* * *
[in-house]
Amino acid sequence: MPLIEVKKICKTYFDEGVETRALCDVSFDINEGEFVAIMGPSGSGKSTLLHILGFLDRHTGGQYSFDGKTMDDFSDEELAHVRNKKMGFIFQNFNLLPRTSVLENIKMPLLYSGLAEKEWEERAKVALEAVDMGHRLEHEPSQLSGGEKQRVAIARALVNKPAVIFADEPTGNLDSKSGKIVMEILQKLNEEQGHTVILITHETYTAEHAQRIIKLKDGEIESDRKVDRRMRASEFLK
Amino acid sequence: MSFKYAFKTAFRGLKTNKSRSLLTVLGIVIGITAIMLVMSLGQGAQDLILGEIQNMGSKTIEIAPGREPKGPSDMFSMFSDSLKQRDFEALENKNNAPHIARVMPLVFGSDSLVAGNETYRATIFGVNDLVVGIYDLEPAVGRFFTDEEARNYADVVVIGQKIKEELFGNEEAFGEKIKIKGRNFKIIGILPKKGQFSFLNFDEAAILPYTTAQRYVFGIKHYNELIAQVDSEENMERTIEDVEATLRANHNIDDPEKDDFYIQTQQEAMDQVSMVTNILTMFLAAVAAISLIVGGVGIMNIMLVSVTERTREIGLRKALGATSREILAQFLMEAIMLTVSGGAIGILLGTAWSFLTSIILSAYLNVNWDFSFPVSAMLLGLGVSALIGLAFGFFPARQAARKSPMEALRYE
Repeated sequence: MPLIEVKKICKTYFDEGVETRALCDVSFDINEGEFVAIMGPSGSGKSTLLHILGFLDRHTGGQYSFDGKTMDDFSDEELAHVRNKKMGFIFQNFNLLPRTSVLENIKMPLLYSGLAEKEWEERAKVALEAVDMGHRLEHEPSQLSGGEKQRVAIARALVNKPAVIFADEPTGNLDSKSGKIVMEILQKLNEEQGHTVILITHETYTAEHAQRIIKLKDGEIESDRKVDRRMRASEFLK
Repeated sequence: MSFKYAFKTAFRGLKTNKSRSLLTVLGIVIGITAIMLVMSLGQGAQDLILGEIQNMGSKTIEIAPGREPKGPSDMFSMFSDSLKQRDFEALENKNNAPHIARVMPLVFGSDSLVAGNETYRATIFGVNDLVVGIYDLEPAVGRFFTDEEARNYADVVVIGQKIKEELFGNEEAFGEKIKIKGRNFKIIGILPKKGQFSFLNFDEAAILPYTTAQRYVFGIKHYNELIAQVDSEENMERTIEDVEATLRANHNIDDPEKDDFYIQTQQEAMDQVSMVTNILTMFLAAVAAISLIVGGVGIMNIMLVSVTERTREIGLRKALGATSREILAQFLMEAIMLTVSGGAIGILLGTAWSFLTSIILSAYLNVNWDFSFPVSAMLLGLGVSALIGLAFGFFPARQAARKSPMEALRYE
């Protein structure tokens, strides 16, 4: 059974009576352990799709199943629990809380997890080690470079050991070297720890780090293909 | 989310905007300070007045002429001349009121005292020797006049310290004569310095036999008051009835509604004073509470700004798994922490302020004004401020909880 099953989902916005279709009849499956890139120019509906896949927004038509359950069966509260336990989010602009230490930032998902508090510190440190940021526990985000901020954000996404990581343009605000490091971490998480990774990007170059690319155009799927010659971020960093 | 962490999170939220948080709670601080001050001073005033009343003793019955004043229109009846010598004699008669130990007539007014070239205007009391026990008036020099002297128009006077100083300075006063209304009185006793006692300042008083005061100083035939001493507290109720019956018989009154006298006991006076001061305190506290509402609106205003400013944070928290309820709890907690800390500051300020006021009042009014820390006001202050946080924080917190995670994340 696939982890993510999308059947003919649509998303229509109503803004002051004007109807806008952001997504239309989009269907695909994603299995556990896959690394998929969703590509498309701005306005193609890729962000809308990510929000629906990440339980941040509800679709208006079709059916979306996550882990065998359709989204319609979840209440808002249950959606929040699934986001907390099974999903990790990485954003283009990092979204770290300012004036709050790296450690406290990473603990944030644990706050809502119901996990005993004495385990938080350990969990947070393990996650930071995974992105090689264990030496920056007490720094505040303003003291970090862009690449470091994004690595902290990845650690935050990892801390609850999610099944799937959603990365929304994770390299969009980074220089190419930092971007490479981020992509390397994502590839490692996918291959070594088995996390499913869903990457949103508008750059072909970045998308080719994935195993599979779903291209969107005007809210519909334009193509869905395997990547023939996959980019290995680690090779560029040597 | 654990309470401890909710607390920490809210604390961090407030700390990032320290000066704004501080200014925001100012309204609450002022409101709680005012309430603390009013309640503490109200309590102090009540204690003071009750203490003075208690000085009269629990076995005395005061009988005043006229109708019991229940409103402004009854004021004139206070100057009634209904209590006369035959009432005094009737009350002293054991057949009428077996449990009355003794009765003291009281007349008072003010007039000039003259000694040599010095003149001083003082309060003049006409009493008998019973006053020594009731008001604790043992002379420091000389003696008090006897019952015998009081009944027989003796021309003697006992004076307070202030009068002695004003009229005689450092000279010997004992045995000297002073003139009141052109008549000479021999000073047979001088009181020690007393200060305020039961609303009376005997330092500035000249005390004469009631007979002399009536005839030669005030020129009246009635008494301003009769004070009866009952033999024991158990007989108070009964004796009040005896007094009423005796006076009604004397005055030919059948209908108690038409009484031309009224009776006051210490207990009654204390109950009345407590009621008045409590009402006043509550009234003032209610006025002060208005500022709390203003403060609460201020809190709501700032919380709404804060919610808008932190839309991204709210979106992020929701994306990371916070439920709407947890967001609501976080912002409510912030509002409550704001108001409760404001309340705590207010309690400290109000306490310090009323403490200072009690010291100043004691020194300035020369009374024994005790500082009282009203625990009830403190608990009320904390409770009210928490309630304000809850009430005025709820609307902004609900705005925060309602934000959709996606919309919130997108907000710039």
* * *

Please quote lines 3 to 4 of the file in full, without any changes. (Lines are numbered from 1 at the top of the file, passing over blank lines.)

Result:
Amino acid sequence: MSFKYAFKTAFRGLKTNKSRSLLTVLGIVIGITAIMLVMSLGQGAQDLILGEIQNMGSKTIEIAPGREPKGPSDMFSMFSDSLKQRDFEALENKNNAPHIARVMPLVFGSDSLVAGNETYRATIFGVNDLVVGIYDLEPAVGRFFTDEEARNYADVVVIGQKIKEELFGNEEAFGEKIKIKGRNFKIIGILPKKGQFSFLNFDEAAILPYTTAQRYVFGIKHYNELIAQVDSEENMERTIEDVEATLRANHNIDDPEKDDFYIQTQQEAMDQVSMVTNILTMFLAAVAAISLIVGGVGIMNIMLVSVTERTREIGLRKALGATSREILAQFLMEAIMLTVSGGAIGILLGTAWSFLTSIILSAYLNVNWDFSFPVSAMLLGLGVSALIGLAFGFFPARQAARKSPMEALRYE
Repeated sequence: MPLIEVKKICKTYFDEGVETRALCDVSFDINEGEFVAIMGPSGSGKSTLLHILGFLDRHTGGQYSFDGKTMDDFSDEELAHVRNKKMGFIFQNFNLLPRTSVLENIKMPLLYSGLAEKEWEERAKVALEAVDMGHRLEHEPSQLSGGEKQRVAIARALVNKPAVIFADEPTGNLDSKSGKIVMEILQKLNEEQGHTVILITHETYTAEHAQRIIKLKDGEIESDRKVDRRMRASEFLK